Theorising Early Medieval ‘Towns’ (c. 700-1200 AD)


The archaeological study of early medieval ‘towns’ is arguably one of the least theorised aspects of medieval archaeology in Britain and Europe, despite the fact that they were relatively densely occupied spaces, which in many cases have produced closely datedstratigraphic sequences, good spatial data, significant evidence for manufacturing activities, and large artefact assemblages representing various activities including rubbish disposal, landscaping activities and occupation.

Although the establishment of a correct definition of the ‘town’ has generated significant (theoretical) debate in the course of the past decades, this session does not aim to return to that issue.  Instead, it accepts the working definition that early medieval ‘towns’ were relatively densely occupied settlements that had a number of different functions and a complex identity that set them apart from the surrounding region, and may include, in the case of Britain, Anglo-Saxon wics and burhs and Anglo-Norman civitates, as well as certain monastic sites.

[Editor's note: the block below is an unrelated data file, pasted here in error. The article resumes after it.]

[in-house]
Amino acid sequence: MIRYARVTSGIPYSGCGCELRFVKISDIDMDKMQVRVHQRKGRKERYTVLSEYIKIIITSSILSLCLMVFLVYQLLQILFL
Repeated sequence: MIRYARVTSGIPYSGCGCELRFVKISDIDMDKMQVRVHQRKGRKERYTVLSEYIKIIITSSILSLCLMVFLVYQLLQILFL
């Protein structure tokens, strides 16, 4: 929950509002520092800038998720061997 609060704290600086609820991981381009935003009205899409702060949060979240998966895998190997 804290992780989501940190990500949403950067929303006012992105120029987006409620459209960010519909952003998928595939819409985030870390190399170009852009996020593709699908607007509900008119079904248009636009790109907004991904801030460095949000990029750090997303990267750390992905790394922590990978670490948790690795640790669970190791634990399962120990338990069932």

This session focuses on the period c. 700-1200, and invites papers that explore the ways in which the information retrieved during the excavation of such sites lends itself to the development, enhancement and testing of new and existing (post-) processualtheories, with the dual aim to increase our understanding of life within these settlements, and the role of these settlements within their wider social, political or economic contexts. Themes that may be addressed include concepts of time, space, identities, social relations (including gender and age), social processes (including production and consumption), and artefact biographies.

TAG 2009: 17th-19th December

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